The good news for the Pittsburgh Steelers is that they didn't play this weekend.  We've played 2 really lousy games on the road and the team seems to be disrupted in some way.
My only team to be playing really well is the Ohio State Buckeyes.  We went to Michigan State yesterday and beat them in a tough game.  Undefeated so far....
I've had several friends ask me this week which felt more exciting, cresting the top of Vail Pass on my bicycle or finally arriving at the summit trailhead of the North Kaibab Trail on the North Rim of the Grand Canyon. There's no doubt that Vail Pass was a real thrill but it wasn't as difficult as I had expected.  With the tough hot conditions that wore me down on part of my Rim-to-Rim hike of the Grand Canyon, the exhilaration of reaching the summit and seeing Desperado waiting there for me was...the best ever!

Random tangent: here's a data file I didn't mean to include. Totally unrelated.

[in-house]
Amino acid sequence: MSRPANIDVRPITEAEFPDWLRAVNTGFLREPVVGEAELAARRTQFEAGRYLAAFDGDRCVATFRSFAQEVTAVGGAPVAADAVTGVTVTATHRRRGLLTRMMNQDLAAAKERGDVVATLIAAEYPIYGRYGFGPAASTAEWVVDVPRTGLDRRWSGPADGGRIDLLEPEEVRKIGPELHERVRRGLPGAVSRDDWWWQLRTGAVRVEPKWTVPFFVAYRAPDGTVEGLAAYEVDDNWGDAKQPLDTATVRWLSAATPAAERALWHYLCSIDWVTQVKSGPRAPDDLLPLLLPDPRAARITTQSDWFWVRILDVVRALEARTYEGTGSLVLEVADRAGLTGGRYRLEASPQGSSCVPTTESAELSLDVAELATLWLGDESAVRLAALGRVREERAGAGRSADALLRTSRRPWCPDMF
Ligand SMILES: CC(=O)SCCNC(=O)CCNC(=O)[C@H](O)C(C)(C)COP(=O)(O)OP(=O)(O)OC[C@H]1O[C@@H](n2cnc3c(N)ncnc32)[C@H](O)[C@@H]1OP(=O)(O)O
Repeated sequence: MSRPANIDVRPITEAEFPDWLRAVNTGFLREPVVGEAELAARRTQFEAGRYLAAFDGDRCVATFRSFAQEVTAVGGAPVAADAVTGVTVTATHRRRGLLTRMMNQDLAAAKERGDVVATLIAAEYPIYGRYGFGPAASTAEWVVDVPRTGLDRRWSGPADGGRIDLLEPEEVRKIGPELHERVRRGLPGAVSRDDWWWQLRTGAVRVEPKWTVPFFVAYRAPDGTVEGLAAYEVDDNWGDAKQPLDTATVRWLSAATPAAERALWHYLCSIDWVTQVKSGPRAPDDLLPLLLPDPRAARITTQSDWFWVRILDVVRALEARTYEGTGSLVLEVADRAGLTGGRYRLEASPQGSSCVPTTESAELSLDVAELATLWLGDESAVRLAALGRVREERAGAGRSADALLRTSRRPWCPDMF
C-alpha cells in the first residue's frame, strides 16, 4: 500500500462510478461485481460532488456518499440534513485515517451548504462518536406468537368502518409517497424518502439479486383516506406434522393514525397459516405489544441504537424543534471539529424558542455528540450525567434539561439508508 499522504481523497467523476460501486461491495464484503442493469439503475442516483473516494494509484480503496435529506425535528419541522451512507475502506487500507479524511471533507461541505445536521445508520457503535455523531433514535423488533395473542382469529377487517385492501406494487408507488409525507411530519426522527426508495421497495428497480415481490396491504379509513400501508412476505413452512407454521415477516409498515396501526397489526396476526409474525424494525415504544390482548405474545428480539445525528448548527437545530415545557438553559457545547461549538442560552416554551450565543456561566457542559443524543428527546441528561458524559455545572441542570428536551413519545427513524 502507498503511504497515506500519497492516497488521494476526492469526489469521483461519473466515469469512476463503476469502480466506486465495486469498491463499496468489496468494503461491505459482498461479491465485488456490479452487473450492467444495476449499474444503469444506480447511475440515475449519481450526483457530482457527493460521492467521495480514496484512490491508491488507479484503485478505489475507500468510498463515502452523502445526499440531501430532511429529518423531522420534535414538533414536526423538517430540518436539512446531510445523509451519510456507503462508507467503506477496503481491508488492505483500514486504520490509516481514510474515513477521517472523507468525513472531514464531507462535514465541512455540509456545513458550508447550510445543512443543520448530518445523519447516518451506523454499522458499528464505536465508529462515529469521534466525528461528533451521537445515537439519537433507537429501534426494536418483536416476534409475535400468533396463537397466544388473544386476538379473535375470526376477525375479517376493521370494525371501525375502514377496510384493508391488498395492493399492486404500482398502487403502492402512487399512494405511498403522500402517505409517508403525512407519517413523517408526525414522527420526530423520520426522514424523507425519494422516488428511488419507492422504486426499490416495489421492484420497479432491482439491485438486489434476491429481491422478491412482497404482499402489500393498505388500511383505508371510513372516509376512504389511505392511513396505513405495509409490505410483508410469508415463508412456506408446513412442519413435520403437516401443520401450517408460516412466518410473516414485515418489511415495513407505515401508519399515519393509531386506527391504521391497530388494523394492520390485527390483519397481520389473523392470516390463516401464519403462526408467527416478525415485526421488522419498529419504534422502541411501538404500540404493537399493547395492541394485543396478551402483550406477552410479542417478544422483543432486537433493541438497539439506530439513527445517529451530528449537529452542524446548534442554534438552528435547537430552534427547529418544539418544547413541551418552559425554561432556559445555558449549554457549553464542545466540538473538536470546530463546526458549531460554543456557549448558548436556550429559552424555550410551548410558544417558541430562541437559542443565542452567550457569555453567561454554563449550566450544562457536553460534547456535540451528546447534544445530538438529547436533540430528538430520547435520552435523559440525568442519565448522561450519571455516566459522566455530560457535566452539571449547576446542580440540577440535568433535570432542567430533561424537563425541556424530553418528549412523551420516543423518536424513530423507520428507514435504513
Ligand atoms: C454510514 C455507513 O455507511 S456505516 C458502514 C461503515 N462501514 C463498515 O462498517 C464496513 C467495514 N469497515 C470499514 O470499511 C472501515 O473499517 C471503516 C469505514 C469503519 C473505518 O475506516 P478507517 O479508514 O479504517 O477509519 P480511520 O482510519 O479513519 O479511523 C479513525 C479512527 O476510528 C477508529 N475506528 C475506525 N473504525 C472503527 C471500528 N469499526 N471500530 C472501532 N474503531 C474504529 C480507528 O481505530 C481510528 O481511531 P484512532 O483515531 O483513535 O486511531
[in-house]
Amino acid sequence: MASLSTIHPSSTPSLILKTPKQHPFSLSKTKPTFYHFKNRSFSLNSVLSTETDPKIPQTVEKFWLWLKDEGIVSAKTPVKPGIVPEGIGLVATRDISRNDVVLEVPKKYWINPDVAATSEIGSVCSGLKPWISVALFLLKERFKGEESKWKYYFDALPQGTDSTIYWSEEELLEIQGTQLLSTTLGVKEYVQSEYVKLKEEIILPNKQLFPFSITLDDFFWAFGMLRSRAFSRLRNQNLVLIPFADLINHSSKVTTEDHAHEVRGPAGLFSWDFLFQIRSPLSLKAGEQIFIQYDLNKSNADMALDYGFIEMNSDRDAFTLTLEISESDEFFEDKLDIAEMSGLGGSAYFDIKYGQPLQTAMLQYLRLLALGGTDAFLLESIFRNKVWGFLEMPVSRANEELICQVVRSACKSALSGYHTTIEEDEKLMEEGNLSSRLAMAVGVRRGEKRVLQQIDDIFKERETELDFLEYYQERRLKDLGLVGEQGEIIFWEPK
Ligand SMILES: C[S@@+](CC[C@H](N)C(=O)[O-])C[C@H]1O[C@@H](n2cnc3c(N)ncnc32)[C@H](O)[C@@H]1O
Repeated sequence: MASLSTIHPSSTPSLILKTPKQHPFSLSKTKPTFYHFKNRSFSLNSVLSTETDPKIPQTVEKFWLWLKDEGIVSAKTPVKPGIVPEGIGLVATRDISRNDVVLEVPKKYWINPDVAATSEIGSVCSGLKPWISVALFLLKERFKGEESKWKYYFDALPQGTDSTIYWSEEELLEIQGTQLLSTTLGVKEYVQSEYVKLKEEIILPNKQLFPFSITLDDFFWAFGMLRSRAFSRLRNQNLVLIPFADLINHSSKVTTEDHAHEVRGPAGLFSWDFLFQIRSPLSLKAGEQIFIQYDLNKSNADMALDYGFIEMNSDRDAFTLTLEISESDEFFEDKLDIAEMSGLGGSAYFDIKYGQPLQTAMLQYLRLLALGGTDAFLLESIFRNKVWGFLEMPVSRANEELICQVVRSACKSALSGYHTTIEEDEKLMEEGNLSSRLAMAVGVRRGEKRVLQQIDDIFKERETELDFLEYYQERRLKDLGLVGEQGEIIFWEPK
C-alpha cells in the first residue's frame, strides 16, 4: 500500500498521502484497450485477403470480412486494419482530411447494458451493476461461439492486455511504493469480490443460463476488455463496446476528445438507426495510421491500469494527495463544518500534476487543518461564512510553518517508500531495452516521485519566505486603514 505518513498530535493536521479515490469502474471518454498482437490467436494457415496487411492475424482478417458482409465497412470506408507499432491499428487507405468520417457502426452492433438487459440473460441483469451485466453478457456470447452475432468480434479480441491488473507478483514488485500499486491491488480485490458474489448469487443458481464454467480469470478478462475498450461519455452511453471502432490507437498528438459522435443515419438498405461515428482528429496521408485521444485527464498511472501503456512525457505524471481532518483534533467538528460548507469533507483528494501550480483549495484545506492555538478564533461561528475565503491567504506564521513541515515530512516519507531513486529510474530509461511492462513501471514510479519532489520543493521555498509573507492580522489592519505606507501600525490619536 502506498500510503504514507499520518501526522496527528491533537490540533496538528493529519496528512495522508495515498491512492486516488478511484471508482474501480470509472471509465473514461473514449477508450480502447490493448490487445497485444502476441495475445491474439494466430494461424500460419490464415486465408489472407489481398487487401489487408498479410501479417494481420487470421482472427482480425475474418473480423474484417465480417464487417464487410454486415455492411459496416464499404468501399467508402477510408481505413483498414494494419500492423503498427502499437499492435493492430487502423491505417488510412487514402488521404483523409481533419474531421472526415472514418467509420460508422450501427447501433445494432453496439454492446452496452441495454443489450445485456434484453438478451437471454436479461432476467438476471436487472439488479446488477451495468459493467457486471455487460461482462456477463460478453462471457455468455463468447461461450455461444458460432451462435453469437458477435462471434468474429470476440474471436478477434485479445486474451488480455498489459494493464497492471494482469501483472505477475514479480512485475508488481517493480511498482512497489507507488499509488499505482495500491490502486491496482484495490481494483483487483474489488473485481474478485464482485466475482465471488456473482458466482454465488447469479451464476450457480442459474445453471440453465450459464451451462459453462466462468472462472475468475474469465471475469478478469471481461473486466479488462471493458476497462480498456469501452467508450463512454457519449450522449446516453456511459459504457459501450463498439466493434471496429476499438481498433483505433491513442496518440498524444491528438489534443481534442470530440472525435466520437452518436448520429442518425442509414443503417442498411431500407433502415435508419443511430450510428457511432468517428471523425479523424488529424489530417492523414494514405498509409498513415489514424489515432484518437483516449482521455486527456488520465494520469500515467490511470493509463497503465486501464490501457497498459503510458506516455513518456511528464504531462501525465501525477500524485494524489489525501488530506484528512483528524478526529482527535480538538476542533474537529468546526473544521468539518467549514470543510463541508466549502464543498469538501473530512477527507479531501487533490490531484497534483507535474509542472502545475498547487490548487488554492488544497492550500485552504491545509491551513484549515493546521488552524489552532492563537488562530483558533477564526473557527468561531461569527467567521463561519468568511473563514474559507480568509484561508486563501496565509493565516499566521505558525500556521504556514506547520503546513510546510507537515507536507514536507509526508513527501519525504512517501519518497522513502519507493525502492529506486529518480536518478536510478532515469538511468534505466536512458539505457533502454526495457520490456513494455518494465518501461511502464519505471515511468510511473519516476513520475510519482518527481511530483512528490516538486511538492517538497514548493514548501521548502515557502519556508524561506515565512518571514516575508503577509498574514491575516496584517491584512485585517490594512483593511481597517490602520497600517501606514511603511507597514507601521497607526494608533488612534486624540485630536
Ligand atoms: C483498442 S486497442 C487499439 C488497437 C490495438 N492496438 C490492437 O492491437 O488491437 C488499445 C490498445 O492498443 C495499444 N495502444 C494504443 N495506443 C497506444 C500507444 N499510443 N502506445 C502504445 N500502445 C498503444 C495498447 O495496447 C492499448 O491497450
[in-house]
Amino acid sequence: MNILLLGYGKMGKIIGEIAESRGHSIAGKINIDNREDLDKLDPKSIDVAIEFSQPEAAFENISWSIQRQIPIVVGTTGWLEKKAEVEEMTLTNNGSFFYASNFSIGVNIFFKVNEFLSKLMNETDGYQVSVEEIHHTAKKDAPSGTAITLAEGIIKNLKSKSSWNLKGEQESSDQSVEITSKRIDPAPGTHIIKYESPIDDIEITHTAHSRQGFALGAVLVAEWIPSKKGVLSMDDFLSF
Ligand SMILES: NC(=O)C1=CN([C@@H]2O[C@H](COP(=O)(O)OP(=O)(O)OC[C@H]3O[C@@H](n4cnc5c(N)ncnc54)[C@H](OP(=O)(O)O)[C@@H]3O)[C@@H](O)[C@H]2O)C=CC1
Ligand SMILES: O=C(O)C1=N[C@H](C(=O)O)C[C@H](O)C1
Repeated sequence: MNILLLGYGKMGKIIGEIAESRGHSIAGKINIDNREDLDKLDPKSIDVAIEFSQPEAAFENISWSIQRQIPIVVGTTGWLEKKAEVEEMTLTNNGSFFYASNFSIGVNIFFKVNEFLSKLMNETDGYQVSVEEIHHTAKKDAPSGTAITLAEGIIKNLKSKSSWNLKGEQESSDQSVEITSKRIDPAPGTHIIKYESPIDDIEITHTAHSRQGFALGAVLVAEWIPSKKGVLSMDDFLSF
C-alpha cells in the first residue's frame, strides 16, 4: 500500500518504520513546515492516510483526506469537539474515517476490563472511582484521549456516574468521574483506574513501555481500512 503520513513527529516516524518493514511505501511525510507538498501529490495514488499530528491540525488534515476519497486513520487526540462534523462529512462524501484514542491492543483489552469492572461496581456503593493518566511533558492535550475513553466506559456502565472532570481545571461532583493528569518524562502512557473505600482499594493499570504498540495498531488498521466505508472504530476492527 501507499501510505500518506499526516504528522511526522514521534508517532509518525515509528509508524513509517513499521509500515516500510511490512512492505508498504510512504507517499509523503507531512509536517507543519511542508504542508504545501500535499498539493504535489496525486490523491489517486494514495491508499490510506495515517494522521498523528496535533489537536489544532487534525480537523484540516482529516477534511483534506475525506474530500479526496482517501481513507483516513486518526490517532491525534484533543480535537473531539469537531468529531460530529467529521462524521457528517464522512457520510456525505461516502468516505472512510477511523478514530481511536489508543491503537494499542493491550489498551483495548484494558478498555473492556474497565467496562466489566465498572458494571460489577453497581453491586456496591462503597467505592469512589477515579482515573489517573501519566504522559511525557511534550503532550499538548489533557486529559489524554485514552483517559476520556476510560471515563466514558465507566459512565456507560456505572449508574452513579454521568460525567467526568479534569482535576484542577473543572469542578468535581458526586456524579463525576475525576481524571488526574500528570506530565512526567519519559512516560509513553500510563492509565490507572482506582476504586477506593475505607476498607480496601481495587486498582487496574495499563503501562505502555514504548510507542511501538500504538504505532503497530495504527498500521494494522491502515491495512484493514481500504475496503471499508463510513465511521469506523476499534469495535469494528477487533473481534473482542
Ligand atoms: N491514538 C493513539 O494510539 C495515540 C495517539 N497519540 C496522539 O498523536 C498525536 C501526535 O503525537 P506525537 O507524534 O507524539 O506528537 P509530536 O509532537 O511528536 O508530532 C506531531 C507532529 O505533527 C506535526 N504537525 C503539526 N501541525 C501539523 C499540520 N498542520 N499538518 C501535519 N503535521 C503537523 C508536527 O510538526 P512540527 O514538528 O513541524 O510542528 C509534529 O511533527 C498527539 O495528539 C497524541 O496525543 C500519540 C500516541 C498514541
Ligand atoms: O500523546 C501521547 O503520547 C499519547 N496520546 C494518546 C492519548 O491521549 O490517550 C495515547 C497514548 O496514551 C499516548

I had another "life-changing" experience this week, albeit on a much smaller scale.  I do our grocery shopping and have been going to the same grocery store for almost 14 years.  This week, I went to another store for my groceries and will continue to do so.  It was almost like breaking up with a long-time girl friend.

“Man cannot discover new oceans unless he has the courage to lose sight of the shore."
--André Gide,  French author

~~The goal of this blog is to provide general information and advice to help you be a better pet owner and to have a more rewarding relationship with your pet. This blog does not intend to replace the professional one-on-one care your pet receives from a practicing veterinarian. When in doubt about your pet's health, always visit a veterinarian.~~